In a November 14, 2008 address, Cardinal Stanislaw Rylko, President of the Pontifical Council for the Laity, said that “one who wants to live and act according to the Gospel of Christ has to pay a price, even in the highly liberal societies of the West” where “the idea of creating a new man completely uprooted from Judeo-Christian tradition and [of creating] a new world order is gaining ground.” But we are not a minority in those nations, he pointed out. The core problem is caused by “we ourselves putting ourselves at the margin, making ourselves irrelevant—due to a lack of courage, so that people leave us in peace, because of mediocrity.”

Addressing the moral paralysis of believers, Archbishop Charles Chaput of Denver, Colorado, in a talk he gave in Toronto on 23 February, 2009, said that “modern life, including life in the Church, suffers from a phony unwillingness to offend that poses as prudence and good manners, but too often turns out to be cowardice. Human beings owe each other respect and appropriate courtesy. But we also owe each other the truth—which means candor.”

The truth is that all systems that seek to rule the Family of Man with either total or selective contempt for some portion of that family, in the end will destroy the family itself. Such systems are inherently anti-human, and thus they are also anti-Christ. It is a simple fact that all the worst manifestations of the spirit of Antichrist in history have been immediately preceded by apostasy from the Christian faith. We are now living in the midst of the greatest apostasy from the Christian faith in the history of the Church. This apostasy has been made possible not only by the external pressures brought to bear on believers by the spirit of the world, by the sins and errors of unbelievers. It has occurred largely because of the internal betrayal of the Faith by false teachers who have arisen among us, those who gradually seized our institutions in the particular churches (university faculties and other levels of education, some seminaries, diocesan organs of formation in faith, catechetical programs, and so forth) and turned them to their own purposes, which were far from the mind of Christ and far from the heart of the Church.

Is it too late to reverse the tide? I think not. It is never too late for the world to be renewed, as long as man turns to the true sources of what makes him human. Cardinal Rylko summarized it well: “For Christians the moment has arrived to free themselves from a false inferiority complex.” It is time for us all, he emphasized, “to become valiant witnesses for Christ.” For this to be fruitful for mankind as a whole, we must cease our passive acceptance of the ghettoization of conscience. Our valiant witness must be active in both private and public life.

Michael D. O’Brien

March 17, 2009

*

To the presiding spirit of the church in Laodicea, write this:

“The Amen, the faithful Witness and true, the Source of God’s Creation, has this to say: I know your deeds. I know you are neither hot nor cold. How I wish you were one or the other—hot or cold! But because you are lukewarm, neither hot nor cold, I will spew you out of my mouth! You keep saying, ‘I am so rich and secure that I want for nothing.’ Little do you realize how wretched you are, how pitiable and poor, how blind and naked!

(Revelation 4: 14-17)

*

For thus said the Lord to me, taking hold of me and warning me not to walk in the way of this people: Call not alliance what this people calls alliance, and fear not, nor stand in awe of what they fear. But with the Lord of hosts make your alliance—for him be your fear and your awe.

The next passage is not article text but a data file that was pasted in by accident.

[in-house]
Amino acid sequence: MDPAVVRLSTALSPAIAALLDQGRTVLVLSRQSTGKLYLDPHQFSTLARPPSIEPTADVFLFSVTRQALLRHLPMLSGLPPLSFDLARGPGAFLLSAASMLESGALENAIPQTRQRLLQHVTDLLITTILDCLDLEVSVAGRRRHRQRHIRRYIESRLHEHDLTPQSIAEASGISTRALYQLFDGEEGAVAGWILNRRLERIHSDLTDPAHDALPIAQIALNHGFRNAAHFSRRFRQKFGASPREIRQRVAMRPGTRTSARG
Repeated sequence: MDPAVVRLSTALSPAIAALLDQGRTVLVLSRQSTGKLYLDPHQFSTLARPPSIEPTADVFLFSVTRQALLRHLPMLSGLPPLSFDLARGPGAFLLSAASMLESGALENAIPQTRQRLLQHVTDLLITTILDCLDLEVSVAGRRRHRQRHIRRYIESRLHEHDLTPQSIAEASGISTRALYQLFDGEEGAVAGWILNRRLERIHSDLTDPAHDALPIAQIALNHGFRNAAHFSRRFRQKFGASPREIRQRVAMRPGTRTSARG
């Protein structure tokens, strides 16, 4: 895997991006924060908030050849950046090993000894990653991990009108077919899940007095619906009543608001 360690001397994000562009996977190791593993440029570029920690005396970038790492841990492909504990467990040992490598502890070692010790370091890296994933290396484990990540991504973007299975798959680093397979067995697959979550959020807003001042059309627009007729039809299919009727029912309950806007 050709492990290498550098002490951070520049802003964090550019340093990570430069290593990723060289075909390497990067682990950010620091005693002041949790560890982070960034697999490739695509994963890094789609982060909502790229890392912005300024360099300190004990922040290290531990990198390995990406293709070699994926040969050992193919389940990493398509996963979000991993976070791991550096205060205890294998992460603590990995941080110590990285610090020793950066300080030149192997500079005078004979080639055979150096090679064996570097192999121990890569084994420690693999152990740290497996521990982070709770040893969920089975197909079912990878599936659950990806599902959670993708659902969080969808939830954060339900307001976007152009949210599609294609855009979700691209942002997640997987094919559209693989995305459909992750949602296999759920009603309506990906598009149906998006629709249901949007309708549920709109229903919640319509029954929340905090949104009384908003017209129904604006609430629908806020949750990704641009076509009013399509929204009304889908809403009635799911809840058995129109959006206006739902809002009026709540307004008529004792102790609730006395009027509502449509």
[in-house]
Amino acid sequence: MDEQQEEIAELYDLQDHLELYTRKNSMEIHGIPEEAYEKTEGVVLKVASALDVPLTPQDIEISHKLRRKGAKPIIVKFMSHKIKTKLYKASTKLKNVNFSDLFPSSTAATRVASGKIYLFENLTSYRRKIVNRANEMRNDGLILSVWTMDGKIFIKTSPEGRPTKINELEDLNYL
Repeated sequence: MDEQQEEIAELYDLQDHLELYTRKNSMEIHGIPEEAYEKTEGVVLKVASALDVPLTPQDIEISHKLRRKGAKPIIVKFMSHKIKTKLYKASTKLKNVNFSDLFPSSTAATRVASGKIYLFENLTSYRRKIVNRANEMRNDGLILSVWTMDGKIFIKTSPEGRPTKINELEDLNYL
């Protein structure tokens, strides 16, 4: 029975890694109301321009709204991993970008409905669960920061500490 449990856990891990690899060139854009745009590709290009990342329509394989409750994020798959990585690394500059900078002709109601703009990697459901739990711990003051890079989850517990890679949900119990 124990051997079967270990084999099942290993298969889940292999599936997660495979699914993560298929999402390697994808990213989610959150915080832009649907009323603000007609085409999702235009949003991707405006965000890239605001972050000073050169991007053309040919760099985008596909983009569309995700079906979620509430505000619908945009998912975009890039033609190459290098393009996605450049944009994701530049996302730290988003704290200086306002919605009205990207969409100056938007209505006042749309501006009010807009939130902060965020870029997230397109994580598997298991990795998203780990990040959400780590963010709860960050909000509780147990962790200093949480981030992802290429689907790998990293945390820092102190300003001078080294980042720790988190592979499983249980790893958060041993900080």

(Isaiah 8: 11-13)

*

Come now, you rich, weep and wail over your impending miseries. Your wealth has rotted away, your clothes have become moth-eaten, your gold and silver have corroded, and that corrosion will be a testimony against you; it will devour your flesh like a fire. You have stored up treasure for the last days.

Behold, the wages you withheld from the workers who harvested your fields are crying aloud, and the cries of the harvesters have reached the ears of the Lord of hosts. You have lived on earth in luxury and pleasure; you have fattened your hearts for the day of slaughter. You have condemned; you have murdered the righteous one; he offers you no resistance.

Be patient, therefore, brothers, until the coming of the Lord. See how the farmer waits for the precious fruit of the earth, being patient with it until it receives the early and the late rains. You too must be patient. Steady your hearts, because the coming of the Lord is at hand.

(James 5: 1-8)

*

A great sign appeared in the heavens, a woman clothed with the sun, with the moon under her feet and on her head a crown of twelve stars. Because she was with child, she wailed aloud in pain as she labored to give birth. Then another sign appeared in the sky; it was a huge red dragon, flaming red, with seven heads and ten horns; on his heads were seven diadems. His tail swept a third of the stars from the sky and hurled them down to the earth. Then the dragon stood before the woman about to give birth, ready to devour her child when it would be born. She brought forth a male child, one who is to rule all the nations with a rod of iron, but her child was caught up to God and to his throne. . . . Then the dragon was enraged with the Woman, and went off to make war on the rest of her offspring, on those who keep the commandments of God and bear testimony to Jesus.

(Revelation 12: 1-5, 17)

* * *

Michael O’Brien’s writings on the new totalitarianism have appeared in many journals. Samples of his other articles can be read at:

Sign of Contradiction and the New World Order:

http://studiobrien.com/site/index.php?option=com_content&task=view&id=162&Itemid=1

The Family and the New Totalitarianism:

http://studiobrien.com/site/index.php?option=com_content&task=view&id=106&Itemid=69

Globalism versus Ultra-nationalism (a fairy tale):

http://studiobrien.com/site/index.php?option=com_content&task=view&id=133&Itemid=1

The New Totalitarianism, “hate crime” and same-sex “marriage”:

http://studiobrien.com/site/index.php?option=com_content&task=view&id=105&Itemid=1

Globalization and the New World Order

http://studiobrien.com/site/index.php?option=com_content&task=view&id=183&Itemid=1

+ + +